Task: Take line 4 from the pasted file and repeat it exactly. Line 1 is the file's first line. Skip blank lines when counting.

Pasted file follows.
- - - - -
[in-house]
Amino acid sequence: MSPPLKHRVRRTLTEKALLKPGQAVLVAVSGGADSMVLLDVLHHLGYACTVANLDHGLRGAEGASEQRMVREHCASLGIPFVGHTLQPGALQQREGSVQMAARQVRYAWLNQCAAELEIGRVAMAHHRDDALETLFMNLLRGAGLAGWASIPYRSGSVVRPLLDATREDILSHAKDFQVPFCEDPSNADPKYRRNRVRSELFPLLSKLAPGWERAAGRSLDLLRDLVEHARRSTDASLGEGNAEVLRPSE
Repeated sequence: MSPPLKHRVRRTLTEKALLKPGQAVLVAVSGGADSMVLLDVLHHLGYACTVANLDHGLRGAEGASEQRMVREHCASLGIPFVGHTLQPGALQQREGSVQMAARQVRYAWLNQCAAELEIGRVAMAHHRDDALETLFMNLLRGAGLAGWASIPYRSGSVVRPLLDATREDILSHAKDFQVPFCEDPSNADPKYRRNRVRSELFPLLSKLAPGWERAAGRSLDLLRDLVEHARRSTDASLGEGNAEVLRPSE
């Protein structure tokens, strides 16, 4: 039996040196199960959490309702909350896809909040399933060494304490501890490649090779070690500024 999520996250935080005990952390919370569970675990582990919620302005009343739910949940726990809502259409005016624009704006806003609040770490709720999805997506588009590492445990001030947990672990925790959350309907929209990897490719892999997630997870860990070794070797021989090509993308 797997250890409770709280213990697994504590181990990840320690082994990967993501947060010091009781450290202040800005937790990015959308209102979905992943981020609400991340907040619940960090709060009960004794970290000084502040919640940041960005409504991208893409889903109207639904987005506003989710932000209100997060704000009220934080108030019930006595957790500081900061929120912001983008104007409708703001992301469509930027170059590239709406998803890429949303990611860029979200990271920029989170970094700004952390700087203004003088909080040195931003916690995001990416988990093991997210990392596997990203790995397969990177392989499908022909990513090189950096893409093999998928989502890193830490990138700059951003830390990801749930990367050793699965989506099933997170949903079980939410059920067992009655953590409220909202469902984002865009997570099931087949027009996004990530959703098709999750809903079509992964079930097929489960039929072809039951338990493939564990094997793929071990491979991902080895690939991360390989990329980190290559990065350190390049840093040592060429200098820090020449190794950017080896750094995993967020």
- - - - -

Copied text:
């Protein structure tokens, strides 16, 4: 039996040196199960959490309702909350896809909040399933060494304490501890490649090779070690500024 999520996250935080005990952390919370569970675990582990919620302005009343739910949940726990809502259409005016624009704006806003609040770490709720999805997506588009590492445990001030947990672990925790959350309907929209990897490719892999997630997870860990070794070797021989090509993308 797997250890409770709280213990697994504590181990990840320690082994990967993501947060010091009781450290202040800005937790990015959308209102979905992943981020609400991340907040619940960090709060009960004794970290000084502040919640940041960005409504991208893409889903109207639904987005506003989710932000209100997060704000009220934080108030019930006595957790500081900061929120912001983008104007409708703001992301469509930027170059590239709406998803890429949303990611860029979200990271920029989170970094700004952390700087203004003088909080040195931003916690995001990416988990093991997210990392596997990203790995397969990177392989499908022909990513090189950096893409093999998928989502890193830490990138700059951003830390990801749930990367050793699965989506099933997170949903079980939410059920067992009655953590409220909202469902984002865009997570099931087949027009996004990530959703098709999750809903079509992964079930097929489960039929072809039951338990493939564990094997793929071990491979991902080895690939991360390989990329980190290559990065350190390049840093040592060429200098820090020449190794950017080896750094995993967020």